I did not know about them until one of them left his mouse pad out. They are a sept of us house mice discovered by human scientists about 15 years ago in Gaza. These mice are distinguished from other mice by their light and dark brown colour with white big patches on the fur. The new subspecies was named “Muscles” Gazaensis. Presumably to survive they will follow the Hamas into the tunnels, but unsurprisingly we have not heard from them lately. However, we mice have strong survival instincts.


Modest Expectations – My God, not Des Clarke’s Son

There is one thing about the configuration of hotel/motel rooms. Much is made of the fact that “accessible” rooms are routinely part of a hotel’s room complement – but what does this really mean? When people think of disabled, they recognise that the signage for disability is the wheelchair. However, there is another level of disability which, on occasions, may require a wheelchair – it now tends to be described as “ambulant”, although that seems to only apply to bathroom doors.  When I need a wheelchair, I use one that can be borrowed. This is sufficient. I can manage on two sticks, even with my balance problems.

But back to those accessible rooms. Bathroom/toilet facilities need to be user friendly. Wheelchair friendly facilities must have sufficient space and most disabled facilities recognise the need to eliminate steps.  Nevertheless, many of these are not appropriately designed for the disabled who use sticks or crutches unless there are sufficient railings to assist navigating a wet floor, where sticks are liable to slip as one tries to walk on the cracks between the tiles to avoid sliding The criteria for accessible rooms definitely need to include non-slip-when-wet tiles.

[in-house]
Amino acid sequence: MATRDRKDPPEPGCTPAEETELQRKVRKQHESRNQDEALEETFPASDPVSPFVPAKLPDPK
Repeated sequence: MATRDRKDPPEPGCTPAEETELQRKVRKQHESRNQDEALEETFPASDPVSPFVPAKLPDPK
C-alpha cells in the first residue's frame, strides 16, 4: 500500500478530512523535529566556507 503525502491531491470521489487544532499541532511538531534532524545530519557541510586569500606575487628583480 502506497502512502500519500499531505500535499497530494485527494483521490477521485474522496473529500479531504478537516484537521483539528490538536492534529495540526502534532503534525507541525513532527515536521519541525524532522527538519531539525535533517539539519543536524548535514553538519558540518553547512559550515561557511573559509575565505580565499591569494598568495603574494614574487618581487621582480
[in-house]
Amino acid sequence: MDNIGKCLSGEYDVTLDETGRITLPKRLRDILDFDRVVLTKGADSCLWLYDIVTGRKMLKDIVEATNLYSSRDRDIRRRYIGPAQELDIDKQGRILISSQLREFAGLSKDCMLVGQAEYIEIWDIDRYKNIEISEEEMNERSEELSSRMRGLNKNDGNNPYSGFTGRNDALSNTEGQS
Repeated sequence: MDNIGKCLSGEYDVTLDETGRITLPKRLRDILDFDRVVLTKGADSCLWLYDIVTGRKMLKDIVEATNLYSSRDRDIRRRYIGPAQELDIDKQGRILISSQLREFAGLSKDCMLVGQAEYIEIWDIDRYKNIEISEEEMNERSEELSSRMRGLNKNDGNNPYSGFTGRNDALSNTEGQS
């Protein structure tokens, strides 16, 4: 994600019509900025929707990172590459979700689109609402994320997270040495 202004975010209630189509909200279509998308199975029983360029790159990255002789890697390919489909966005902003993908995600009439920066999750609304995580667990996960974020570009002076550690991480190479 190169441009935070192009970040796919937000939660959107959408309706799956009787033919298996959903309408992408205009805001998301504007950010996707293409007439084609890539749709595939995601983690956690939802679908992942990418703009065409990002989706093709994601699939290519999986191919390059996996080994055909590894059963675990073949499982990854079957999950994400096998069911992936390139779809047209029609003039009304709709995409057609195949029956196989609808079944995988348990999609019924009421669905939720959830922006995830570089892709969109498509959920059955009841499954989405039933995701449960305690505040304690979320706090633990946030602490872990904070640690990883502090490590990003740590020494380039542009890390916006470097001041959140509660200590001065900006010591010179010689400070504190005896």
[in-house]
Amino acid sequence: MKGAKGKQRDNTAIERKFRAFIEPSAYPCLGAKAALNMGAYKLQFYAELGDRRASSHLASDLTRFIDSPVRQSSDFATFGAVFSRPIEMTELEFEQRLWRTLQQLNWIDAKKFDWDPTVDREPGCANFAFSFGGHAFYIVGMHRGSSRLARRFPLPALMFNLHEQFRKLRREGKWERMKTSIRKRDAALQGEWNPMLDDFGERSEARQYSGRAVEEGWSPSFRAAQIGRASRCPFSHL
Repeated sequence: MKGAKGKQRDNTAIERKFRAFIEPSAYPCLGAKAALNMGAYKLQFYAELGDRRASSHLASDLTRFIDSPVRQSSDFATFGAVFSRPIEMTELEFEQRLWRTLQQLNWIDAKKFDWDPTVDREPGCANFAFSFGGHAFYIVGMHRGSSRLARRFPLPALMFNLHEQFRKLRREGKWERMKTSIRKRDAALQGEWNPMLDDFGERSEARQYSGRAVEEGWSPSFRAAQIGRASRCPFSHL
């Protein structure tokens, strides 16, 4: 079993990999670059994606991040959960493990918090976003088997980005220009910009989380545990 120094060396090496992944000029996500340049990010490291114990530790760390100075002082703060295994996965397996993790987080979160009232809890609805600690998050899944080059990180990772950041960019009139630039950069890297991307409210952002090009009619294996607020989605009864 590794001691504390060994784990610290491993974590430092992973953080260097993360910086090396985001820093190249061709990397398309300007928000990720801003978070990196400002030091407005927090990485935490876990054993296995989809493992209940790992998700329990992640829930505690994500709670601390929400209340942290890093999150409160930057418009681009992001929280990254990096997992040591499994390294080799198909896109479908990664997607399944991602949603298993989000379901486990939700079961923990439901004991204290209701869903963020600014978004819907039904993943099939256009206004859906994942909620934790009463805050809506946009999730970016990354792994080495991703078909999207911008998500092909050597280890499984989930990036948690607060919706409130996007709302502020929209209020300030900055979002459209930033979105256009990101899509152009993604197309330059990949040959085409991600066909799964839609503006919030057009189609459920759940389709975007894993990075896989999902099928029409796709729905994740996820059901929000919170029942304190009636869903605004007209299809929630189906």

What is also not factored in are the beds, which need to provide a safe place to site and reasonable ability to get out the bed. I use carer help, or else a chair located next to the bed to wrestle myself up. The mechanics are deceptively simple to assist sitting up and swinging legs over. The height of the bed should be related to the height of the person so ideally the height should be adjustable, particularly as modern beds seem designed for an accompanying ladder. The modern hospital may be the template. Hospital beds have a feature that makes them more appropriate, high-low functionality. The user can raise and lower the bed vertically, making a hospital bed ideal for people like myself, who need more assistance when getting in or out of bed.

The other issue is the inappropriateness of the chairs provided in most hotel/motel rooms – often rickety hard backed chairs or ludicrously low armchairs. Even rooms that purport to have a work desk rarely have a suitable chair on wheels. From my point of view, a decent office chair makes life much easier and I suspect for others, avoiding having to push a normal chair back and forth from a desk would be welcome.

It may be said that I am speaking from the viewpoint of a rara avis, but does anyone know? An ideal disabled room should incorporate some of the suggestions discussed above, and it would be useful to convene a working party to set the standard.

Considerations of Some Matters